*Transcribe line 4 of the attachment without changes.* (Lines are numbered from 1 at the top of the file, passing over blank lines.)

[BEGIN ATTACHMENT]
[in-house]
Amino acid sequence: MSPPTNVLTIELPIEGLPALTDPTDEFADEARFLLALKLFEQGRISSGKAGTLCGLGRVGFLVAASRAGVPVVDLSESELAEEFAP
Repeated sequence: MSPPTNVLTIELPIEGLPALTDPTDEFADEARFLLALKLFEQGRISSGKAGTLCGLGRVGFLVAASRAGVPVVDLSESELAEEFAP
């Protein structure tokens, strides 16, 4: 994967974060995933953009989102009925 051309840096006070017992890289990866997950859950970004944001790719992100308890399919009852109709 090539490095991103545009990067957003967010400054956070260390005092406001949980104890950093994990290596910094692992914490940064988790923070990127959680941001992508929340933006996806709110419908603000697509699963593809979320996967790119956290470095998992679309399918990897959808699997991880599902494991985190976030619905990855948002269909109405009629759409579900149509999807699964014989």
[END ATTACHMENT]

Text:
């Protein structure tokens, strides 16, 4: 994967974060995933953009989102009925 051309840096006070017992890289990866997950859950970004944001790719992100308890399919009852109709 090539490095991103545009990067957003967010400054956070260390005092406001949980104890950093994990290596910094692992914490940064988790923070990127959680941001992508929340933006996806709110419908603000697509699963593809979320996967790119956290470095998992679309399918990897959808699997991880599902494991985190976030619905990855948002269909109405009629759409579900149509999807699964014989």